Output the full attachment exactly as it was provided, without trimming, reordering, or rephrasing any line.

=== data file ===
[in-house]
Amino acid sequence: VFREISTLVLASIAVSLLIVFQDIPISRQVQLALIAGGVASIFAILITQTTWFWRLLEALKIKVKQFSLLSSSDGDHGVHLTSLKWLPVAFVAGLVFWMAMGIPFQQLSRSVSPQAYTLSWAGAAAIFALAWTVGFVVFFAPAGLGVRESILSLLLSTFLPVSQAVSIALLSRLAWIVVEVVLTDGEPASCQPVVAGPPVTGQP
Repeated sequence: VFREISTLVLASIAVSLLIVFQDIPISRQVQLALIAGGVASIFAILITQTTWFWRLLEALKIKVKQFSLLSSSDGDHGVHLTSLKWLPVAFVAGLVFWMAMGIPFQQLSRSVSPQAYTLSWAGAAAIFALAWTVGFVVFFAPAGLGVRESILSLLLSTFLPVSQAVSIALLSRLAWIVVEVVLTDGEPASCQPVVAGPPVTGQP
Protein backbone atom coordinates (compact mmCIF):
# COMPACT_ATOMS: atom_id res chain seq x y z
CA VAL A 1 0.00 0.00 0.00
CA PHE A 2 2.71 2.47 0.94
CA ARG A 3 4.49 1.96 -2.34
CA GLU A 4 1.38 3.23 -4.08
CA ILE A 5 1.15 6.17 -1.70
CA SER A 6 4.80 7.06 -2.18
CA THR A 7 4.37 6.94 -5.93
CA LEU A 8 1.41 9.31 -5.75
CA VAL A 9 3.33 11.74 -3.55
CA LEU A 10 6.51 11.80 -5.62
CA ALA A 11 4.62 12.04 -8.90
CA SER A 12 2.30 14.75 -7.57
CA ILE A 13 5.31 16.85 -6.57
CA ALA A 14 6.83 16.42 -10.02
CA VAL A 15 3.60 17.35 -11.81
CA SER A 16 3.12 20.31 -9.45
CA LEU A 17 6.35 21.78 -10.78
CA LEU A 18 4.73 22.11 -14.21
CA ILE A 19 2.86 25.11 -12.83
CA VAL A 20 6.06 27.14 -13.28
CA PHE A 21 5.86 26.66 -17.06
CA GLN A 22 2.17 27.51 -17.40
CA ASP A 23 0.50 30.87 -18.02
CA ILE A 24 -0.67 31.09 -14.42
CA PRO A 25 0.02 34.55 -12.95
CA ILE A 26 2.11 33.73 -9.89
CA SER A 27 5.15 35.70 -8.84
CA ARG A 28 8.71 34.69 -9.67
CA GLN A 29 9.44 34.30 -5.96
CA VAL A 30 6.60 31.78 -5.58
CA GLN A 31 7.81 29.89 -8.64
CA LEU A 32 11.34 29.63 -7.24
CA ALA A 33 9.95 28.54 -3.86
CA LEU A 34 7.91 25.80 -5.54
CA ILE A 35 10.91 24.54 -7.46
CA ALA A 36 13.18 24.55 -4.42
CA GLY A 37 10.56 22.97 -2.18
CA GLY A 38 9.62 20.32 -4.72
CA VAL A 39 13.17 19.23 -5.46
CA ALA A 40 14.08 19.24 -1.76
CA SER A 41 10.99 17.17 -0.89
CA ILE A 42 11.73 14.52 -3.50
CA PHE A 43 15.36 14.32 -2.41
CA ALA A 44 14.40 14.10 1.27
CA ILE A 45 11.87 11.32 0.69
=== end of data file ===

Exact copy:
[in-house]
Amino acid sequence: VFREISTLVLASIAVSLLIVFQDIPISRQVQLALIAGGVASIFAILITQTTWFWRLLEALKIKVKQFSLLSSSDGDHGVHLTSLKWLPVAFVAGLVFWMAMGIPFQQLSRSVSPQAYTLSWAGAAAIFALAWTVGFVVFFAPAGLGVRESILSLLLSTFLPVSQAVSIALLSRLAWIVVEVVLTDGEPASCQPVVAGPPVTGQP
Repeated sequence: VFREISTLVLASIAVSLLIVFQDIPISRQVQLALIAGGVASIFAILITQTTWFWRLLEALKIKVKQFSLLSSSDGDHGVHLTSLKWLPVAFVAGLVFWMAMGIPFQQLSRSVSPQAYTLSWAGAAAIFALAWTVGFVVFFAPAGLGVRESILSLLLSTFLPVSQAVSIALLSRLAWIVVEVVLTDGEPASCQPVVAGPPVTGQP
Protein backbone atom coordinates (compact mmCIF):
# COMPACT_ATOMS: atom_id res chain seq x y z
CA VAL A 1 0.00 0.00 0.00
CA PHE A 2 2.71 2.47 0.94
CA ARG A 3 4.49 1.96 -2.34
CA GLU A 4 1.38 3.23 -4.08
CA ILE A 5 1.15 6.17 -1.70
CA SER A 6 4.80 7.06 -2.18
CA THR A 7 4.37 6.94 -5.93
CA LEU A 8 1.41 9.31 -5.75
CA VAL A 9 3.33 11.74 -3.55
CA LEU A 10 6.51 11.80 -5.62
CA ALA A 11 4.62 12.04 -8.90
CA SER A 12 2.30 14.75 -7.57
CA ILE A 13 5.31 16.85 -6.57
CA ALA A 14 6.83 16.42 -10.02
CA VAL A 15 3.60 17.35 -11.81
CA SER A 16 3.12 20.31 -9.45
CA LEU A 17 6.35 21.78 -10.78
CA LEU A 18 4.73 22.11 -14.21
CA ILE A 19 2.86 25.11 -12.83
CA VAL A 20 6.06 27.14 -13.28
CA PHE A 21 5.86 26.66 -17.06
CA GLN A 22 2.17 27.51 -17.40
CA ASP A 23 0.50 30.87 -18.02
CA ILE A 24 -0.67 31.09 -14.42
CA PRO A 25 0.02 34.55 -12.95
CA ILE A 26 2.11 33.73 -9.89
CA SER A 27 5.15 35.70 -8.84
CA ARG A 28 8.71 34.69 -9.67
CA GLN A 29 9.44 34.30 -5.96
CA VAL A 30 6.60 31.78 -5.58
CA GLN A 31 7.81 29.89 -8.64
CA LEU A 32 11.34 29.63 -7.24
CA ALA A 33 9.95 28.54 -3.86
CA LEU A 34 7.91 25.80 -5.54
CA ILE A 35 10.91 24.54 -7.46
CA ALA A 36 13.18 24.55 -4.42
CA GLY A 37 10.56 22.97 -2.18
CA GLY A 38 9.62 20.32 -4.72
CA VAL A 39 13.17 19.23 -5.46
CA ALA A 40 14.08 19.24 -1.76
CA SER A 41 10.99 17.17 -0.89
CA ILE A 42 11.73 14.52 -3.50
CA PHE A 43 15.36 14.32 -2.41
CA ALA A 44 14.40 14.10 1.27
CA ILE A 45 11.87 11.32 0.69